Rose started freshman Gavin Baxter in the place of team captain and popular season teammate Luke Worthington two days later, and Baxter delivered 25 points and 10 rebounds, both career-highs, in the 67-49 swamping of LMU. His emergence has powered the recent run.

Junior guard Nick Emery finally got his first start of the season over 14-game starter Connor Harding the following game at Portland, and has become a more consistent contributor than when he was coming off the bench.

“We just wanted to make a change and see how it affected everybody,” Rose said. “Connor has responded really well to it. Now I think our guys have a real trust for each other. I like the feel, not just in the huddle, whether we are ahead or behind or on a run, or hold back the dam and stop the bleeding. I think the guys come into that huddle with a real trust in each other, a real confidence that we are going to get it done.”

Rose has deferred taking credit for the turnaround, but assistant coaches and players say the coach’s even-keel, ever-positive approach has paid off. Junior forward Zac Seljaas said that Rose and his staff never lost confidence, even after the Gonzaga fiasco. The Cougars get another shot at the Zags on Saturday in a game in Spokane that doesn’t appear winnable, but the focus this week has been on holding off San Francisco.

LaComb said Rose’s multiple battles with cancer have changed him for the better.

“I think he’s a kindler, gentler coach Rose, since that point,” LaComb said. “I think that carved out a lot of negativity. … More than anything, the best thing we’ve done this year is, instead of just piling on with negativity, we have tried to hunker down and make sure we fill our guys full of positivity and look at things that can actually be accomplished.”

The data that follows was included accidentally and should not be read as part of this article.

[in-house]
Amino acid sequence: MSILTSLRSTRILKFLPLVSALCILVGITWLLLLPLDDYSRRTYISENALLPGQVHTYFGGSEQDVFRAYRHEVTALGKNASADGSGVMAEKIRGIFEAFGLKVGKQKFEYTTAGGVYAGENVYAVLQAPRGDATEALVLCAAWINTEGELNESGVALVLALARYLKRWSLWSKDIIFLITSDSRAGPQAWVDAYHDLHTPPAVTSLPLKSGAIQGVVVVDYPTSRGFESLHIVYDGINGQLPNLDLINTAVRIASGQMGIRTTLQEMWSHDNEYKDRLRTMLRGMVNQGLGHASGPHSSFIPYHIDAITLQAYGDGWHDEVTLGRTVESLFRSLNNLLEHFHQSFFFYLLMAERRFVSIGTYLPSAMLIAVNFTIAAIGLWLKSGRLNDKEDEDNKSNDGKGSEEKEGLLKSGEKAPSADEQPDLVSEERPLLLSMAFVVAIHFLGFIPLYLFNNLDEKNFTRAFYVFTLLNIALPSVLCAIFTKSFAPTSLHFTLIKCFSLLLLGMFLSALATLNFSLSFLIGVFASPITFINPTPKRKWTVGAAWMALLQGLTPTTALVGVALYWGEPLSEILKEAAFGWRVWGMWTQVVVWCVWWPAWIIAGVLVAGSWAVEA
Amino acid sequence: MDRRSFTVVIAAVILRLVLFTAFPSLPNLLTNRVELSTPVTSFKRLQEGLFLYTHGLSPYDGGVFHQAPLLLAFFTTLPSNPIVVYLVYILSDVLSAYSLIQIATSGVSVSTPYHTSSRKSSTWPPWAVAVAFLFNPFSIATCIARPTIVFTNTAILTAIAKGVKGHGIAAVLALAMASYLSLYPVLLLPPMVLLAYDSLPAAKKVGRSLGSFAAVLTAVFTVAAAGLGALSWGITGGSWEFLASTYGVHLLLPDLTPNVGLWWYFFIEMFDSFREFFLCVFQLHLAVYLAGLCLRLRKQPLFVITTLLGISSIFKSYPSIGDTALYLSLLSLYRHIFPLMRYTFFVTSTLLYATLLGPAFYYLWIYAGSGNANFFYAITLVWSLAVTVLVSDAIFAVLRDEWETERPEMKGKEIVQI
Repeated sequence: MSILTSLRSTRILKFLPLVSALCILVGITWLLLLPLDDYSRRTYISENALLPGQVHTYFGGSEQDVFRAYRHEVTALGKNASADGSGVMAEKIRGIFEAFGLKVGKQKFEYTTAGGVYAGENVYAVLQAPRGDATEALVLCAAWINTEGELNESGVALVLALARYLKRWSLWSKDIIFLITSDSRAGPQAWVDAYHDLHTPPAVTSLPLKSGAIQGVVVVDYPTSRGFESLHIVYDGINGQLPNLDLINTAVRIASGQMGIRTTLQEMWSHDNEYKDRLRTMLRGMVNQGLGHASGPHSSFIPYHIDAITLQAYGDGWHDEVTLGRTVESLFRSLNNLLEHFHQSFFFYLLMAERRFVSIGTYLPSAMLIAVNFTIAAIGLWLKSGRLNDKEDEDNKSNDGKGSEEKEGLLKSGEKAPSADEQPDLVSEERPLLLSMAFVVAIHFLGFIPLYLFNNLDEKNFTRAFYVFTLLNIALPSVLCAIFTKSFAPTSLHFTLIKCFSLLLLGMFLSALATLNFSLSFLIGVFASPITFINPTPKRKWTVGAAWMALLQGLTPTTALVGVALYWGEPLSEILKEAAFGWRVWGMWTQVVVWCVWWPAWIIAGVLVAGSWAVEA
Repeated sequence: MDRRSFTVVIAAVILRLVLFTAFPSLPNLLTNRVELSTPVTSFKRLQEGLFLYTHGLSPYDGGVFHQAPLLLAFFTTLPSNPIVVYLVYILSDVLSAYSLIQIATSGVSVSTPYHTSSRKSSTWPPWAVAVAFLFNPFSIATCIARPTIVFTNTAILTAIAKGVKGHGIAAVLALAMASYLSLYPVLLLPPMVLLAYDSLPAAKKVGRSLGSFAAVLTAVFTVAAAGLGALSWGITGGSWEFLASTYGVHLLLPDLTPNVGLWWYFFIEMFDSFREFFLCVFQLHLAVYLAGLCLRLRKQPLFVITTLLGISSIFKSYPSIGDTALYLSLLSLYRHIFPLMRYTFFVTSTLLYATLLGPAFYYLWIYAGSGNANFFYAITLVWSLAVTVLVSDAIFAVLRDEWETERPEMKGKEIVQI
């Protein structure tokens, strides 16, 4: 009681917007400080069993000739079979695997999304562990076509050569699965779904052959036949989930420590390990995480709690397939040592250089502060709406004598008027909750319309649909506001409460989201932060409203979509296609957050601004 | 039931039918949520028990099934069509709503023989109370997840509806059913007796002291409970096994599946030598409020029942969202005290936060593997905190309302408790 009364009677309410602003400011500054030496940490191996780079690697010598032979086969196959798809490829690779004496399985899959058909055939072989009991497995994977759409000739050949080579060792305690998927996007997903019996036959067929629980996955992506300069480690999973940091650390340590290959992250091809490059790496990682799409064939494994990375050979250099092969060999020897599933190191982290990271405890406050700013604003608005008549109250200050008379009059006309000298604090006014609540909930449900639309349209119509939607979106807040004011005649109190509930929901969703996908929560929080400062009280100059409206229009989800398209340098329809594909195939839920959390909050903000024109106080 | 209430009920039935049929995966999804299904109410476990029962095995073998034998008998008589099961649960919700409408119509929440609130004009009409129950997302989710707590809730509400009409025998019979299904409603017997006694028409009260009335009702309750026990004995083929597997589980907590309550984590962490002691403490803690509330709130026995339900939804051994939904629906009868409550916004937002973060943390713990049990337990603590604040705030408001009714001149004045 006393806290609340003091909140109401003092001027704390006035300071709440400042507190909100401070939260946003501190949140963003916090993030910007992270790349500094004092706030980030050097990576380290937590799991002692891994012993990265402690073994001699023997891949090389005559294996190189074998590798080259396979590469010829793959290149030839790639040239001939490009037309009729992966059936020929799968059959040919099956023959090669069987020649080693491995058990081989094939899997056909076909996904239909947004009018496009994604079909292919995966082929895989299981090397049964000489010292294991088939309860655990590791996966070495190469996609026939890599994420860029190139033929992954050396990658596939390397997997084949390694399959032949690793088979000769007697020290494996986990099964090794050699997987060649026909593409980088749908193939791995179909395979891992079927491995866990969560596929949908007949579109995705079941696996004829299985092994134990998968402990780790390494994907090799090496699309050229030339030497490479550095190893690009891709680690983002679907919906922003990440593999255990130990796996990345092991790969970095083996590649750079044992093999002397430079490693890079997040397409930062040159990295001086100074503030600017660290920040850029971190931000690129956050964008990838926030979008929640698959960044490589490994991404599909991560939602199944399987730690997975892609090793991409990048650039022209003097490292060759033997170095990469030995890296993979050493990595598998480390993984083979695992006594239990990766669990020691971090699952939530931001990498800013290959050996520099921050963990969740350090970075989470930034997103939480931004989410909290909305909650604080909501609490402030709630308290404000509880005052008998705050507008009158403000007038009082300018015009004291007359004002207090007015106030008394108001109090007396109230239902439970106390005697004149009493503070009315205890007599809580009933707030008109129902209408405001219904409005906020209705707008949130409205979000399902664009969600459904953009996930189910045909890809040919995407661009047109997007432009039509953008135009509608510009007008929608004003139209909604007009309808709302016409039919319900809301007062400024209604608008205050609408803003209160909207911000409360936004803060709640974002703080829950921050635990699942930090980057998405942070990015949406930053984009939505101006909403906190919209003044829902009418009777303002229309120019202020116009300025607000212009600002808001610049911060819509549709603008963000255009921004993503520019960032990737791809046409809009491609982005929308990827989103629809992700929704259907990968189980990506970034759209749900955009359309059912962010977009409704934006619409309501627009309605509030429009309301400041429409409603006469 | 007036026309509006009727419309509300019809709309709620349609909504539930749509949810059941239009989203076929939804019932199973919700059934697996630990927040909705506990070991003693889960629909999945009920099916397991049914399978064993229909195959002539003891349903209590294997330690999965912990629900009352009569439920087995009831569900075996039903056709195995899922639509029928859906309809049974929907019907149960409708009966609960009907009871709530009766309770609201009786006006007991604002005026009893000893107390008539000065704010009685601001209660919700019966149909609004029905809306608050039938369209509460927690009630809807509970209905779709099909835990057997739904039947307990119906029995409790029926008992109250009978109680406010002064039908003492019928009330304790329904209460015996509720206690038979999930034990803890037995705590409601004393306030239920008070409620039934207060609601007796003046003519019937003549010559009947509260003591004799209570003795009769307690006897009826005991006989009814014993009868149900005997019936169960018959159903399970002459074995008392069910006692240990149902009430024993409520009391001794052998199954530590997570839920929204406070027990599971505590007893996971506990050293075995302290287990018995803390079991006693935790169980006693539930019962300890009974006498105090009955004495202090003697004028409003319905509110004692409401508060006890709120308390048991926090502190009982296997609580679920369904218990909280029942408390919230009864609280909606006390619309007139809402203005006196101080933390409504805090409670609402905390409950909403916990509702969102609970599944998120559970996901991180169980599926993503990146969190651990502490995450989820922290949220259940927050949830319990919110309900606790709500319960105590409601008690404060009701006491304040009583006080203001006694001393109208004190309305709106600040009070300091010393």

Which brings the Cougars to perhaps the most important game of the season. San Francisco embarrassed BYU 82-63 a month ago and can snap the Cougars’ five-game winning streak with a repeat performance Thursday night.

“They played us really well last year in here, and we were really fortunate to win,” Rose said. “And they beat us really good at their place. So, the last 50 minutes of basketball or so, they have been pretty dominant. We are excited to get started and play it again.”


At the Marriott Center, Provo

Tipoff • Thursday, 7 p.m.

TV • BYUtv

Radio • KSL 1160 AM, 102.7 FM

Records • BYU 10-3, 18-10; San Francisco 8-4, 20-6

Series history • BYU leads 19-7

Last meeting • San Francisco 82, BYU 63 (Jan. 19, 2019)

About the Dons • They are currently tied for third place with Saint Mary’s in the WCC standings, a game and a half behind BYU for second. … Coach Kyle Smith is 62-36 in his third season on The Hilltop. … They are led in scoring by guards Charles Minlend (14.9 ppg.) and Frankie Ferrari (14.3 ppg.) and in rebounding by 7-foot center Jimbo Lull (5.3 rpg.). .. They are coming off a 68-63 overtime win over last-place Portland at Chiles Center last Saturday night.

About the Cougars • Junior G TJ Haws is the WCC Player of the Week after he averaged 24.0 points, 7.5 assists and 1.5 steals per game last week and made 19 of 20 free-throw attempts. .. They are seeking to win five consecutive games for the first time since November. … Junior G Zac Seljaas went 4 of 4 from 3-point range in their 70-62 win over Loyola Marymount last Saturday and has made eight of his last 14 attempts from beyond the arc.